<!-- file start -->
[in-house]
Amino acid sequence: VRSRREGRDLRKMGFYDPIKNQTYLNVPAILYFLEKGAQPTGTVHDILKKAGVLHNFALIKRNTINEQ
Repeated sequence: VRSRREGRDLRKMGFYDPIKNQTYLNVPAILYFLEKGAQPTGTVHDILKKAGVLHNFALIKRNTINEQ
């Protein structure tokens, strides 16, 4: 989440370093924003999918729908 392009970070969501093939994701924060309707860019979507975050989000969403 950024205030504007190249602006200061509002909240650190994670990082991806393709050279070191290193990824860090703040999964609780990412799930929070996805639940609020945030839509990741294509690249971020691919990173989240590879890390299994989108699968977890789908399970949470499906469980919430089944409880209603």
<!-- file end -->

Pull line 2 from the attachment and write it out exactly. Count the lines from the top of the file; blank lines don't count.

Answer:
Amino acid sequence: VRSRREGRDLRKMGFYDPIKNQTYLNVPAILYFLEKGAQPTGTVHDILKKAGVLHNFALIKRNTINEQ